Tuesday, March 6, 2007
Ghostbusters; fantasy comedy, USA, 1984; D: Ivan Reitman, S: Bill Murray, Dan Aykroyd, Sigourney Weaver, Harold Ramis, Rick Moranis, Ernie Hudson, Annie Potts
New York. A ghost appears in a library, offering a perfect inspection ground for three Columbia University parapsychology professors; Peter Venkman, Ray Stantz and Egon Spengler. After coming in contact, the ghost becomes angry the three heroes get scared and run away. When they return to the University, they find they have been kicked out. Still, Egon calculates they can capture a ghost, so they go on to open their own business as the Ghostbusters. At first, there is almost no demand for them, but one day, after they catch a green ghost in a hotel, their business blossoms. Peter even falls in love with their client, Dana Barrett, who reported a strange encounter in her refrigerator. Then Gozer, an evil Babylonian god, takes her body. After a big showdown, the Ghostbusters cross proton beams and cause an explosion that seals away the door of Gozer's dimension, thus freeing Dana.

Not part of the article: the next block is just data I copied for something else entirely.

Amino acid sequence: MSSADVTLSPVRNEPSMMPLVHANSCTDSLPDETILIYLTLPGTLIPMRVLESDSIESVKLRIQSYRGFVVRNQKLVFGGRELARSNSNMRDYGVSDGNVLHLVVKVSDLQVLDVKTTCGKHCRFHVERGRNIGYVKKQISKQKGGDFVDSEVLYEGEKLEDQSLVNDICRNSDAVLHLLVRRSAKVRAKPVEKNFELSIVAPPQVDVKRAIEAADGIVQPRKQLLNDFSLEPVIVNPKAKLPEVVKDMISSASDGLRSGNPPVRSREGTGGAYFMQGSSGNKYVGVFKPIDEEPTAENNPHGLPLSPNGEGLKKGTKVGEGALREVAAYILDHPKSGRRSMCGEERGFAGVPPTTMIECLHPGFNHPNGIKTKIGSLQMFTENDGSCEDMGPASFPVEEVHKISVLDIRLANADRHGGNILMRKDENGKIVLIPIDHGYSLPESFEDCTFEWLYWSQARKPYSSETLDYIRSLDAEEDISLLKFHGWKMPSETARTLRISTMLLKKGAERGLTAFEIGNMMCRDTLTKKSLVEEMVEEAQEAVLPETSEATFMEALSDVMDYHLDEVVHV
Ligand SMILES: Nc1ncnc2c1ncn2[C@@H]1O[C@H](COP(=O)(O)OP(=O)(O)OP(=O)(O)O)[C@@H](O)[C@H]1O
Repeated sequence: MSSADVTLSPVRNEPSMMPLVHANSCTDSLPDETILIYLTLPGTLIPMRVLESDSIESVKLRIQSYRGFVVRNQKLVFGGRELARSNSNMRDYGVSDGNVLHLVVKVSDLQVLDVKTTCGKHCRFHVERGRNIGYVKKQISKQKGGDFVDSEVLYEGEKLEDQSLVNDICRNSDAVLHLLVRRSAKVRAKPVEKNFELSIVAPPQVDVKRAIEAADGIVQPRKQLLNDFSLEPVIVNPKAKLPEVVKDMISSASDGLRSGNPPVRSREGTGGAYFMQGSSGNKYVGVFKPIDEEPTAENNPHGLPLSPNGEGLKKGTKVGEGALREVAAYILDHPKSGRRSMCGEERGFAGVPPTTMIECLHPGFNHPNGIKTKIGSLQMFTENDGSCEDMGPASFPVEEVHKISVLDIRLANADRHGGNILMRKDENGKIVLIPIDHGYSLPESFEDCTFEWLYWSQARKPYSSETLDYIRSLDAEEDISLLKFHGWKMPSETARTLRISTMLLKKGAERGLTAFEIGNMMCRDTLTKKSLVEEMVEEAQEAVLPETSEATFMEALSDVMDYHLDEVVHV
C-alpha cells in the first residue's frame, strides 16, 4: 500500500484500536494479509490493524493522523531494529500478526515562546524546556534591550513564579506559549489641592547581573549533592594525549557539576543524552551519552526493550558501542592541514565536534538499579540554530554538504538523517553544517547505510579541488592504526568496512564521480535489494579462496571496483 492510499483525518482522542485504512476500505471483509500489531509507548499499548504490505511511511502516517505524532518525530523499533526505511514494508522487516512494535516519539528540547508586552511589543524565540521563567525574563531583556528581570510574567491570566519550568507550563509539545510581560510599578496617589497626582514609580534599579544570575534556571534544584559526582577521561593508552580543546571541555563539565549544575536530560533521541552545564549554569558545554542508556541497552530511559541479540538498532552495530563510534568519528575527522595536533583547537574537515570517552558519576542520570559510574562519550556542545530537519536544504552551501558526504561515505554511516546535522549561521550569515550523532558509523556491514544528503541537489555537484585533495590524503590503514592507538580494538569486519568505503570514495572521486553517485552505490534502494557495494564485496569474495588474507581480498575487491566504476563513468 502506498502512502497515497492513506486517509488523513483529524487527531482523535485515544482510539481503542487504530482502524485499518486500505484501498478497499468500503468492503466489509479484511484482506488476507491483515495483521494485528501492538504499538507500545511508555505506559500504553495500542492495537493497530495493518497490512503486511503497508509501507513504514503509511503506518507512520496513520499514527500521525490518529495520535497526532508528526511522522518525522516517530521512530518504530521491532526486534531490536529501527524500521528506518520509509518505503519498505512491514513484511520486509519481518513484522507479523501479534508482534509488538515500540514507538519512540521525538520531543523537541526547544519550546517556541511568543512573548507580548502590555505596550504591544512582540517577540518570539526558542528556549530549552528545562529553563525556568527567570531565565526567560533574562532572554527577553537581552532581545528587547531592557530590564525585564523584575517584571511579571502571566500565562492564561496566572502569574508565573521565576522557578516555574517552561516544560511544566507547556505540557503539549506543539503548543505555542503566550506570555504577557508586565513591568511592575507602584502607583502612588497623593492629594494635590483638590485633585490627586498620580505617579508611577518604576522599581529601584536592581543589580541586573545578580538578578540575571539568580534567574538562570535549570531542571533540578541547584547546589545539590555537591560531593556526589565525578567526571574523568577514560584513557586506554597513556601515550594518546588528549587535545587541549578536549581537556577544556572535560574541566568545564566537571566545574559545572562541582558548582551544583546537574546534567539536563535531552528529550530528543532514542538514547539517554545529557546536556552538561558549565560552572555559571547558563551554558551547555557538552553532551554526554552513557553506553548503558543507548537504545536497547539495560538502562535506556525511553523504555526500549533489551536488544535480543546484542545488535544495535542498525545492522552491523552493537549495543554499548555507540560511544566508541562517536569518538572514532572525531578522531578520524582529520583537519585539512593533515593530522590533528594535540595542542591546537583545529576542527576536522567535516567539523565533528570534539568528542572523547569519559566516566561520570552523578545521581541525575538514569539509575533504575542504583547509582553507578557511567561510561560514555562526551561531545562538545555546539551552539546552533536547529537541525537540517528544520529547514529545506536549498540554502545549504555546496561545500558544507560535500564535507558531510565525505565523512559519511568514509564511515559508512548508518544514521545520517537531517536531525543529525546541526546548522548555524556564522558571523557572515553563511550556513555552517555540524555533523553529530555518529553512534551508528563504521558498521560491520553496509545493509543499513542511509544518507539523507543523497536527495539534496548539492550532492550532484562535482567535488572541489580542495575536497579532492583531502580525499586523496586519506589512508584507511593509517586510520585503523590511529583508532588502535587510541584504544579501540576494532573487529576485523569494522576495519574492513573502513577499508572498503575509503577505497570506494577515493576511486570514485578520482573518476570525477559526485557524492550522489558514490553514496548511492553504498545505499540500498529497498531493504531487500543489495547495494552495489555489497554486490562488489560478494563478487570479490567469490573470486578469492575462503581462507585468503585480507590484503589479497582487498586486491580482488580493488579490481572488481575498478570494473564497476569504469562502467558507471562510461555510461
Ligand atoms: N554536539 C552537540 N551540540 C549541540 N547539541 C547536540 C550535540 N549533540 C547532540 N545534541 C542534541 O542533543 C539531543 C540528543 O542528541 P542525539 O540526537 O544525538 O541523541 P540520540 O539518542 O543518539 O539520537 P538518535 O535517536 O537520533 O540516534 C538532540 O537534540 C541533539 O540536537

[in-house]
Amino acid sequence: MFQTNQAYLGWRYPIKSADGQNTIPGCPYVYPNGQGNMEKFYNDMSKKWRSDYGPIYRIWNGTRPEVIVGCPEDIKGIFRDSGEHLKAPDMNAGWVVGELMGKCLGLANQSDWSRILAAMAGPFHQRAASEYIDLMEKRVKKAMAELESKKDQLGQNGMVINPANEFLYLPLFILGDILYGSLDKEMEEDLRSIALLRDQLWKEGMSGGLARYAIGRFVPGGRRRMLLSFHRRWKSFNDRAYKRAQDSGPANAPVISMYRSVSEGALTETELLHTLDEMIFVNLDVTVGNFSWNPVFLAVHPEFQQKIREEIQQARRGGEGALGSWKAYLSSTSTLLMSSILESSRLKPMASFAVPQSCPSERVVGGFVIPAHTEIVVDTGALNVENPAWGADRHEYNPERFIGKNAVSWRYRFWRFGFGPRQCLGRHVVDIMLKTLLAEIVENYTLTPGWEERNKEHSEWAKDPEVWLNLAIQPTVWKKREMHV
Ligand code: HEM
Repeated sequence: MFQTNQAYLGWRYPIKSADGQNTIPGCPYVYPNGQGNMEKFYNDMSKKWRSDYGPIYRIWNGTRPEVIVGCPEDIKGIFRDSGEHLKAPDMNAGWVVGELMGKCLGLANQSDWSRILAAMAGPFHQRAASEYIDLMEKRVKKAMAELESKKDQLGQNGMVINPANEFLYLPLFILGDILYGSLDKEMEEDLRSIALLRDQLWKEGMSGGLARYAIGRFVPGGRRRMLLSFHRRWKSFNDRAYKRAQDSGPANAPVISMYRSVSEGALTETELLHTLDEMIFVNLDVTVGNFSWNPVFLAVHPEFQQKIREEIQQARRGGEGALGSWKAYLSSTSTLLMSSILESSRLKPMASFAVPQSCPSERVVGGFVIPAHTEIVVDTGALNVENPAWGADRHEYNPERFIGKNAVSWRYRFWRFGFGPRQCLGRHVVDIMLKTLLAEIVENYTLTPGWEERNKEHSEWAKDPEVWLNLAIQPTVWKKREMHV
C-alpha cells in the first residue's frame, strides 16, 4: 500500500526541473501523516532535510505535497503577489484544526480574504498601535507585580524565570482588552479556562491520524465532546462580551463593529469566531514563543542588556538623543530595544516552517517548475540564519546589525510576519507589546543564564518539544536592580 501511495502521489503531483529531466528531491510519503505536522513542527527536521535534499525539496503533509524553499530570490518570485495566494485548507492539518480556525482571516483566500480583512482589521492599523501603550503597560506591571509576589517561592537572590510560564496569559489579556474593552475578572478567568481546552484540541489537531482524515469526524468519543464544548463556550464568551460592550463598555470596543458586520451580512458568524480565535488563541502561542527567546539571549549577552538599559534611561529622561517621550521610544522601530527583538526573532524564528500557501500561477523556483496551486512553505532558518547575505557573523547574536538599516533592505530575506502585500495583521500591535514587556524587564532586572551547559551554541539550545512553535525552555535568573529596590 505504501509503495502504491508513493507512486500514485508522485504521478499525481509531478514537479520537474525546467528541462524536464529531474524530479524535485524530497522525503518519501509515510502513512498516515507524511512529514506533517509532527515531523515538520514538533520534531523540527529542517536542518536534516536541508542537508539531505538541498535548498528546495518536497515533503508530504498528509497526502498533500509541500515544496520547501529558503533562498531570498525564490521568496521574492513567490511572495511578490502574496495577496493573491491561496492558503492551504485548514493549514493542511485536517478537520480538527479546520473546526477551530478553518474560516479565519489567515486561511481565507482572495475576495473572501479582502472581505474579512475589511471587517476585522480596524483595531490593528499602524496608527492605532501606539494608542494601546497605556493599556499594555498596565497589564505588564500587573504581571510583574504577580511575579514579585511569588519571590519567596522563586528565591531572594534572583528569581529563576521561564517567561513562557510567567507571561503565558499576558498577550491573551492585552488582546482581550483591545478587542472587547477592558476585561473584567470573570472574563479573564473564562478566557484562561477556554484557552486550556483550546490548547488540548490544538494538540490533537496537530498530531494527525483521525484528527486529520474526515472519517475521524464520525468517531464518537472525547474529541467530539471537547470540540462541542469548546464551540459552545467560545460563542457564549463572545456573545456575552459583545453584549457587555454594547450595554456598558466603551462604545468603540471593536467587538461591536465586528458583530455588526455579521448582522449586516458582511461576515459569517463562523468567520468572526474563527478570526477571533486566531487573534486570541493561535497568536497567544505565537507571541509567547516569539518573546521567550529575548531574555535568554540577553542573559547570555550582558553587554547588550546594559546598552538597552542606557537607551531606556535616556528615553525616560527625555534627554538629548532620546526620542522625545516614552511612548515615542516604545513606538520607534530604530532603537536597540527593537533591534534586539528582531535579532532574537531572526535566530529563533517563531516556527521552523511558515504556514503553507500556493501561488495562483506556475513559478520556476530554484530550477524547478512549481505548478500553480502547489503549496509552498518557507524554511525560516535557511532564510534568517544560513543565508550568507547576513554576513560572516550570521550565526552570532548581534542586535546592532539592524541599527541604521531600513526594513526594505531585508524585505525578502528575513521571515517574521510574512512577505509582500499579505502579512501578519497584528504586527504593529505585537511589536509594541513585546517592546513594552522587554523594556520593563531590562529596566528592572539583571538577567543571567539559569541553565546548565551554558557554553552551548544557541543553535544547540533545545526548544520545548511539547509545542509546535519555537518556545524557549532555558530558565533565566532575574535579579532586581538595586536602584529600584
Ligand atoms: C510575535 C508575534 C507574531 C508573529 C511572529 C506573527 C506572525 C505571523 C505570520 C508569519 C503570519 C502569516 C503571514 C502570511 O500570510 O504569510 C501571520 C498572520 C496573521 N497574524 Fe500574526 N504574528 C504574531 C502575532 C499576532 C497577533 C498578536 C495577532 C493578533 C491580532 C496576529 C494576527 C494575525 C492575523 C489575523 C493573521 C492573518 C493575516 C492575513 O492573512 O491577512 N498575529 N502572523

"Ghostbusters" contains one contradiction for today's Hollywood influenced audience - it is a hit that is as good as the money it earned at the box office. The film's exceptional success, that placed it as one of the most popular and prominent movie icons of the 80s, can be tracked down to its handling of the ever popular paranormal themes, but indirectly also to the unusual, funny way that that those themes were presented by actors and screenwriters Dan Aykroyd and Harold Ramis, who went into the territory - blend between pure horror and pure comedy - that was rarely touched before. The structure and direction of the story could have been more inventive - actually, the animated cult series "The Real Ghostbusters" from '86 contained such original ideas that they almost overshadowed the original film, like in the episode where the Ghostbusters had to fight ghosts in a space station or in Japan - but despite any serious complaint the film is still excellent for its unbelievable, sheer energy and clever fun. Unlike other comedies for the masses, here the heroes are actually intellectuals, educated individuals who use their knowledge to analyze the situations. From the exposition in which Peter is in an experiment giving such electric shocks to a student that he at one point drops his gum from the mouth, through the TV host who asks Ray a unique question ("Have you seen Elvis?") up to the female ghost that gives an invisible fellatio to Ray in his bed, the film proves to be an exceptionally all-encompassing comedy and Ray Parker Jr.'s song "Ghostbusters" that won a BAFTA is perfect, thus the story dared to be courageous, proving to have subversive satirical stabs at religion, rhythm, a hilarious Bill Murray, natural gradation of gags and - spirit.